“He saw a ton of blood,” the driver told her. “He saw a body on the ground that was covered.” It was only when she went on Facebook and saw Ibrahim Rahim’s post that she realized it was someone she knew.

“I’m so shocked. I literally saw his mother last week at the same spot,” she said.

Although Boston Police officials say video of the shooting is available, it has not yet been released to the public. At a press conference in Boston on Wednesday, however, Muslim community leaders disputed Ibrahim Rahim's initial claim that his brother had been shot in the back while calling the video "inconclusive."

According to what appears to be Wright’s Facebook profile, he lists himself as 25 years old and an attendee at Bunker Hill Community College. Usaama Rahim is one of his nine friends in that account. He is also friends with Ibrahim Rahim.Wright appears to have another Facebook account, which he stopped using in 2012. He posted several times about deleting the account. "Attention FACEBOOK: I will be deleting this account and making the last and final new one. I have to dump some skeletons insha'Allah, Alhamdulillah lets push forward," he wrote on June 7 of that year.

The two accounts have the same birthdate, and appear to be the same person in pictures. In this more widely open account he also shows an interest in salafism, like Rahim.

The account also shows many posts about the 2012 movie theater shooting in Aurora, Colorado. The profile posted a link to Alex Jones’s radio show, suggesting the massacre—which left 12 people dead and 70 injured—may have been staged by the U.S. government to promote gun control.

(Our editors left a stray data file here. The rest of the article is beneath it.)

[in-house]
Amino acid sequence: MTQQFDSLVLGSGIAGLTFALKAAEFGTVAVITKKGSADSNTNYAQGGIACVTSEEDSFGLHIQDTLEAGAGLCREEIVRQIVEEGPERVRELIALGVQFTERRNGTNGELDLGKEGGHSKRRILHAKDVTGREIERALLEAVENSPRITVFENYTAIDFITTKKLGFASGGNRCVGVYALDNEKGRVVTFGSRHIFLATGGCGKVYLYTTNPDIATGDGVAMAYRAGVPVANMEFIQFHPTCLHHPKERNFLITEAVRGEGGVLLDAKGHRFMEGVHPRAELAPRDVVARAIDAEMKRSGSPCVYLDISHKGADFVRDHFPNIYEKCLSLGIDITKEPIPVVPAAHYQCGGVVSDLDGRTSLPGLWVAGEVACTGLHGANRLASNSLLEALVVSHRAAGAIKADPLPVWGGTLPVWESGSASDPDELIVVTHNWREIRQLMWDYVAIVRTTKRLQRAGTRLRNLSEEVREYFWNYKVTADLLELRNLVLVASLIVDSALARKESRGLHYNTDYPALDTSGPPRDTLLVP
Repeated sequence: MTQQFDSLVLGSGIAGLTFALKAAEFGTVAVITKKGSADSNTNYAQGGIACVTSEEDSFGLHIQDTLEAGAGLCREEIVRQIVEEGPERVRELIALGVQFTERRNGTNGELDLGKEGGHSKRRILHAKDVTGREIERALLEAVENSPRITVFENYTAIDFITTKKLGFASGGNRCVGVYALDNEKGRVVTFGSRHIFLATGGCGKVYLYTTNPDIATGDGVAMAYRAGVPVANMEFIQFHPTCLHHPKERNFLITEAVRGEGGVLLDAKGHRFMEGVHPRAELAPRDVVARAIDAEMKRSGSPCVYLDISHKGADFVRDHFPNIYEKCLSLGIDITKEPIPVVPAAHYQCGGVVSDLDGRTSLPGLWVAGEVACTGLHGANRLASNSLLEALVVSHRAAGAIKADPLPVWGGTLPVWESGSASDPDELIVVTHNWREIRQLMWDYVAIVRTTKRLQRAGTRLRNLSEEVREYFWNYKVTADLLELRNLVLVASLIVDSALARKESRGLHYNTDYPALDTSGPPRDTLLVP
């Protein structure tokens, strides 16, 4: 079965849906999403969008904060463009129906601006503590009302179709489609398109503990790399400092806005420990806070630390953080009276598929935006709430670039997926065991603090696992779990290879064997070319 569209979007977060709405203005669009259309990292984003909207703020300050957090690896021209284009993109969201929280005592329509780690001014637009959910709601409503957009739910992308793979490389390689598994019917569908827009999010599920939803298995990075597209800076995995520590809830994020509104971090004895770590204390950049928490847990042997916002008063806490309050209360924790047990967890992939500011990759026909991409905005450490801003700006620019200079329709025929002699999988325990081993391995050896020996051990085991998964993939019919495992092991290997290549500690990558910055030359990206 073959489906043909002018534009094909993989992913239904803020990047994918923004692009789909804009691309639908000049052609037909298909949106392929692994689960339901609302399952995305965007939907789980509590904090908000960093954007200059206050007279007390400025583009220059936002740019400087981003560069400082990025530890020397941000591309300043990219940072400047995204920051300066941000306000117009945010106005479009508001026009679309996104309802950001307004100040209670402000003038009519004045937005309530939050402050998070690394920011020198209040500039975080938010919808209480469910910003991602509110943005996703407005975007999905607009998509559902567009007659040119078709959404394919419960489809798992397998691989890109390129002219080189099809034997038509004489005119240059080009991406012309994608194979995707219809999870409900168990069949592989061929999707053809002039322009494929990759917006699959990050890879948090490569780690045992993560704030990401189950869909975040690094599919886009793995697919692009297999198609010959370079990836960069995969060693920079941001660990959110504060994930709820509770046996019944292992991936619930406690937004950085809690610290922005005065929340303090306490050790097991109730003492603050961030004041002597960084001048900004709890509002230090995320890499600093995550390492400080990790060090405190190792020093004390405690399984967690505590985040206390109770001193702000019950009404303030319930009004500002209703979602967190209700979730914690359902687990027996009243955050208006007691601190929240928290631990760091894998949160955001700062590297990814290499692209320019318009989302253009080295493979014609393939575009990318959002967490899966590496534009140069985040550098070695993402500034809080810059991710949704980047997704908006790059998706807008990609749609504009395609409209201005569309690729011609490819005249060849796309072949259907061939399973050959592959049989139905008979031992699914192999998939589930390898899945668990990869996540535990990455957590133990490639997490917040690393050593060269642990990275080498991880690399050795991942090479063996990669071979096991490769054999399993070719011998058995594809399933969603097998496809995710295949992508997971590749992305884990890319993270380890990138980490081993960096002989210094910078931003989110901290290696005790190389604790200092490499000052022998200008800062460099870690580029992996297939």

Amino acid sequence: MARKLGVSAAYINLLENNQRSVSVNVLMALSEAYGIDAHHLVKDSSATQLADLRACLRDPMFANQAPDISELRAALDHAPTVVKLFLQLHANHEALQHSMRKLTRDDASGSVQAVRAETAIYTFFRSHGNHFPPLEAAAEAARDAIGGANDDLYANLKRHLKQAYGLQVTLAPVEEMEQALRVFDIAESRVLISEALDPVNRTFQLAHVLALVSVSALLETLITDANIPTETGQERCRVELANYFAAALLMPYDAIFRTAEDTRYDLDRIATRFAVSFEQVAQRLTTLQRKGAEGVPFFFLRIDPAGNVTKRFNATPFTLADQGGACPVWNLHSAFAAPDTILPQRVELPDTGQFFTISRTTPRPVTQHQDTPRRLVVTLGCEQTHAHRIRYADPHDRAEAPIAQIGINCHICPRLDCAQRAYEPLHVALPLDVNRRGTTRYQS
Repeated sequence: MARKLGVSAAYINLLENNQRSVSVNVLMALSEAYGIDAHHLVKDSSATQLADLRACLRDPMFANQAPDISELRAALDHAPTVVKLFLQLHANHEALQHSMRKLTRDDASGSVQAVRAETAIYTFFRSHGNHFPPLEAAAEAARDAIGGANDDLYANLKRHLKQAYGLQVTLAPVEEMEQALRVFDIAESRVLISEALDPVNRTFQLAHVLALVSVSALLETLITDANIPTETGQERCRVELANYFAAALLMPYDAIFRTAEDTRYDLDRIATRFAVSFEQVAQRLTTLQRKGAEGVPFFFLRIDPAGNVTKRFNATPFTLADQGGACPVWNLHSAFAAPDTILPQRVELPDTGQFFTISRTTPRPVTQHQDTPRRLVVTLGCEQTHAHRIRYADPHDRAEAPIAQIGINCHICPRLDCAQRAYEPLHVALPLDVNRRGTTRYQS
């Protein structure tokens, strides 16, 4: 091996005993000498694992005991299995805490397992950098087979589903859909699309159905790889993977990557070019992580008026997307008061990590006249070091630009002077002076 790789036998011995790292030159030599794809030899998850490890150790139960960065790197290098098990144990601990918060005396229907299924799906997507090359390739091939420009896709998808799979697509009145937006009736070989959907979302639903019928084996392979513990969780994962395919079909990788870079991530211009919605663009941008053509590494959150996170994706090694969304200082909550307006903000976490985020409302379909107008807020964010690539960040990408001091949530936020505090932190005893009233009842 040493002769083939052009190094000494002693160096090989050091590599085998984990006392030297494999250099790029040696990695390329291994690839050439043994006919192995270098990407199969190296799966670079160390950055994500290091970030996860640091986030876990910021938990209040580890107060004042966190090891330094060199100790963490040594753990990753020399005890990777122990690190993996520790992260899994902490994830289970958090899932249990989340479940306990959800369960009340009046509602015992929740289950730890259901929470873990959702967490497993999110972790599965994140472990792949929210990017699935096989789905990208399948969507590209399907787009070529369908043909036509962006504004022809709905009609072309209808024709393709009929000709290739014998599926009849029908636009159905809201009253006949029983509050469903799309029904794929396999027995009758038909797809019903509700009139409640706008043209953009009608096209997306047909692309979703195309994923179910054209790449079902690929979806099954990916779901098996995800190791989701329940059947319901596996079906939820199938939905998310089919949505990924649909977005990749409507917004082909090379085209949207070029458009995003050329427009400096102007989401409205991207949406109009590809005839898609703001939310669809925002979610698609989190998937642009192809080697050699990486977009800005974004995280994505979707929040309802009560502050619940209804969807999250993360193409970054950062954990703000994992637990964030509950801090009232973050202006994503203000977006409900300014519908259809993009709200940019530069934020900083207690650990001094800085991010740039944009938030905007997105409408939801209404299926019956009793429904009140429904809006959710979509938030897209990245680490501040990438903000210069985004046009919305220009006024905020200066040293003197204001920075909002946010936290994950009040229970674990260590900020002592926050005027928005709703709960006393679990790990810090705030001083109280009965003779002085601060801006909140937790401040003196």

In another post, the wall tied to Wright shared an image of James Holmes, who is on trial facing capital punishment for the Aurora shooting, along with the words, “I shot 71 people, killed 12 of them. If I were muslim they would call me TERRORIST."

A neighbor of Wright’s told The Boston Globe that Wright often wears ankle-length robes, prays in his front yard, and maintains a pit in the woods near his home. The Facebook profile in David Wright’s name is friends with Ibrahim Rahim.

“It’s just a pit with a couple tables and chicken wire surrounding it,” he told The Boston Globe.

On Facebook, Ibrahim Rahim, the Boston imam, has a history of decrying police brutality but also radical Islamist violence. "To all of those who jump up and march the squares in protest any time an image or cartoon is drawn about Prophet Muhammad PBOH, where are you at now? Why aren't you demanding that these terrorists take down this anti-Islamic imagery from the Internet just as you demand that cartoons be taken down?" he asked, underneath a screenshot of masked men standing before a Nusra Front flag. "What's the bigger joke: your 'intolerance' toward a cartoon or your 'acceptance' of their (Jihadis) trivialization of this Deen?"